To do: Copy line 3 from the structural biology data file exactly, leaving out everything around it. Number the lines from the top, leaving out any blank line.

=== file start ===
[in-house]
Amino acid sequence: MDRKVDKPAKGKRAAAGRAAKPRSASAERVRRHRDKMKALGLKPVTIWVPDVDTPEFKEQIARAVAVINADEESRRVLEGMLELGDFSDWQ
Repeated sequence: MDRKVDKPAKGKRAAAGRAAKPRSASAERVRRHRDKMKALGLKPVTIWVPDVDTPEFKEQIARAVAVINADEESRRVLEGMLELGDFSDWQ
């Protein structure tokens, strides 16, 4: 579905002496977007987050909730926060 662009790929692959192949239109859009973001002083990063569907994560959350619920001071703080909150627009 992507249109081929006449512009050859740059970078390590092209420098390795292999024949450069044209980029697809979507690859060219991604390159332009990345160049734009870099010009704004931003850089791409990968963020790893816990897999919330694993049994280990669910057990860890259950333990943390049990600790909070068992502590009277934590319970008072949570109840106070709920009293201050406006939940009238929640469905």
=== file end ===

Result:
Repeated sequence: MDRKVDKPAKGKRAAAGRAAKPRSASAERVRRHRDKMKALGLKPVTIWVPDVDTPEFKEQIARAVAVINADEESRRVLEGMLELGDFSDWQ